by Spencer Howard
One of the annoyances of modern life is the variety and volume of shady emails that clog our computers. Phony pharmaceutical ads, Nigerian investment schemes, too-good-to-be-true offers for jobs or relationships, the list goes on. Modern technology makes it much easier for the perpetrators, but all of these scams were tried through other media long before the invention of the internet. Even President Hoover was a target for scammers. Here’s one example.
On Sunday, October 20, 1929, Mr. Hoover received the following urgent telegram:
Nothing will more quickly panic a parent, even the President of the United States, than the possibility that his child may be in trouble. The telegram purports to be from the Hoover’s younger son, Allan, claiming that he is in police custody in South Bend, Indiana, and asking for money for transportation to Washington by way of Cleveland.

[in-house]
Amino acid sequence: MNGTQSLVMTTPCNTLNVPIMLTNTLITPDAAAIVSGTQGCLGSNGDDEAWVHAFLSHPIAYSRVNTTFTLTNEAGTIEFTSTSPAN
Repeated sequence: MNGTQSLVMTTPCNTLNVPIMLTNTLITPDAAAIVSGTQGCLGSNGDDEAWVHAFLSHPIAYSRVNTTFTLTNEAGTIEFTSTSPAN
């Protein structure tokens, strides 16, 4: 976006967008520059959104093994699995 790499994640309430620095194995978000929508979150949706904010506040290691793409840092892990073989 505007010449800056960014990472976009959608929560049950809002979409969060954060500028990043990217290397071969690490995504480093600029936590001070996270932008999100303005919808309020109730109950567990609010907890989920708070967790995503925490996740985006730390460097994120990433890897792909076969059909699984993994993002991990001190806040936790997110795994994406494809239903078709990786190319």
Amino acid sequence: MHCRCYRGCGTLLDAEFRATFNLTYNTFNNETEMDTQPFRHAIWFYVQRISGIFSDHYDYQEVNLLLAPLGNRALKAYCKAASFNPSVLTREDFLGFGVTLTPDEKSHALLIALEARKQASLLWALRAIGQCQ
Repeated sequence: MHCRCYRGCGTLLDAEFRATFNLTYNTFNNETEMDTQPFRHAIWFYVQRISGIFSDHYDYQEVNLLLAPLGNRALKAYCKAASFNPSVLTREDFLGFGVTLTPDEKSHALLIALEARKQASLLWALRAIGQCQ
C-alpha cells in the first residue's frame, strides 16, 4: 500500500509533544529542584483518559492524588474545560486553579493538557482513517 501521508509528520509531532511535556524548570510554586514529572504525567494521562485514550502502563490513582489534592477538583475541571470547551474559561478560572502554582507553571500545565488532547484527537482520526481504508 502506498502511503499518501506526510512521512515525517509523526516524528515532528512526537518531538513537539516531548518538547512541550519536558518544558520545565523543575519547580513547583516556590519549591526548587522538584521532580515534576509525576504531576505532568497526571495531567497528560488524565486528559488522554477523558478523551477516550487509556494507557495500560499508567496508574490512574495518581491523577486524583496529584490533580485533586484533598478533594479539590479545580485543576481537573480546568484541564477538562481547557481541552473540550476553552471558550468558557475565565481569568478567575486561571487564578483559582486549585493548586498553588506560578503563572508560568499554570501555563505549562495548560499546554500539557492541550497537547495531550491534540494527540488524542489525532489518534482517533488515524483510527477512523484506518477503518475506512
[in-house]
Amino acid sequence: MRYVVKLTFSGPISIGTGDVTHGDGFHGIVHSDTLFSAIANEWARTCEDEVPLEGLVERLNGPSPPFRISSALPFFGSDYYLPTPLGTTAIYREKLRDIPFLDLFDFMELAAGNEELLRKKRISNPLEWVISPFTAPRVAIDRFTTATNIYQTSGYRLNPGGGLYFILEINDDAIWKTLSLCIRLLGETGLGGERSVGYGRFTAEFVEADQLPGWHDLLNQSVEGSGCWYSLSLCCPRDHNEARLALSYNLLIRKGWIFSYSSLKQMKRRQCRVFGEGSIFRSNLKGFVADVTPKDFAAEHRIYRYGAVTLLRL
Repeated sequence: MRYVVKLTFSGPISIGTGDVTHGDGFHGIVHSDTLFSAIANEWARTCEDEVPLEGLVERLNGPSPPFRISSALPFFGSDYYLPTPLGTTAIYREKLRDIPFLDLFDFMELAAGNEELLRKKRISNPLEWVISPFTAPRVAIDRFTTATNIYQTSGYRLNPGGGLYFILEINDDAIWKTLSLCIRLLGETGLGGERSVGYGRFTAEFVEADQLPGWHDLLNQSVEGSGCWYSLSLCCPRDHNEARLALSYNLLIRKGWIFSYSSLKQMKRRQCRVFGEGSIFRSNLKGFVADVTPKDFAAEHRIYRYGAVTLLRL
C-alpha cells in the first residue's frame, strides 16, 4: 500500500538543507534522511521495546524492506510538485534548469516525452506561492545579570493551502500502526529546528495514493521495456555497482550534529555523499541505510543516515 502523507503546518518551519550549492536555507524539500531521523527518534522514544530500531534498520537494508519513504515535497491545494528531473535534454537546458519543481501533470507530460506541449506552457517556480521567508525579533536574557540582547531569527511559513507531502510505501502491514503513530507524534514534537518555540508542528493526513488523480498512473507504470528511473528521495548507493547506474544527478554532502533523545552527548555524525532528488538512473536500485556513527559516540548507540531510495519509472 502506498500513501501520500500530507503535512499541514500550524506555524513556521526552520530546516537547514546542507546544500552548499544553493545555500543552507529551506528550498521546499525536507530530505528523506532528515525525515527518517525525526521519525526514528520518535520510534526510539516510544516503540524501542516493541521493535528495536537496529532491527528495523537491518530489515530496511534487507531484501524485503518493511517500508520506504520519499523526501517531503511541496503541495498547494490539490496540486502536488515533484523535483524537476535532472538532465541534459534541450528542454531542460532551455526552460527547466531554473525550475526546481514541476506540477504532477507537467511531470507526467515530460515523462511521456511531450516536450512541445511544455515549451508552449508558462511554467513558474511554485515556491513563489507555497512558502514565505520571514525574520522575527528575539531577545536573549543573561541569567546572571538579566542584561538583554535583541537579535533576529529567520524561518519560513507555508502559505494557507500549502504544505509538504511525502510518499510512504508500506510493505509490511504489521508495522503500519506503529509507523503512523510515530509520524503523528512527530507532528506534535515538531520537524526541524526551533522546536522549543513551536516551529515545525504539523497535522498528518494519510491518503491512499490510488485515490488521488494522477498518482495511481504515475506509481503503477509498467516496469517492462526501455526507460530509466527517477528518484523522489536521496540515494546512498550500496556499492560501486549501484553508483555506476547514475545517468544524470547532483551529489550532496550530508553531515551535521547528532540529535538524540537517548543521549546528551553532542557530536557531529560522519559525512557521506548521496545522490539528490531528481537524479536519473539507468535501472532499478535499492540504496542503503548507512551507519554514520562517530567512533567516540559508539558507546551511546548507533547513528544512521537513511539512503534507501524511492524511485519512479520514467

Allan, who was 22 at the time, was a student at Harvard Business School in Boston. Classes had recently started for the fall, and there was no reason to think that Allan might have been in South Bend. Mr. and Mrs. Hoover were preparing to leave later that day for a trip to Ohio and Michigan, and had actually talked to Allan on the telephone the previous day to invite him to come on the trip if he could spare the time. Due to his class schedule, Allan had declined the invitation.
But as the penciled note on the telegram indicates, Mr. Hoover personally telephoned Allan to make sure nothing was wrong. Once the telegram was confirmed as a hoax, he shared it with Mrs. Hoover and her secretary, Ruth Fesler, and apparently they all had a good laugh.
But I would guess that the telegraph operator in South Bend, who let the scammer talk him into sending it collect, didn’t think it was very funny.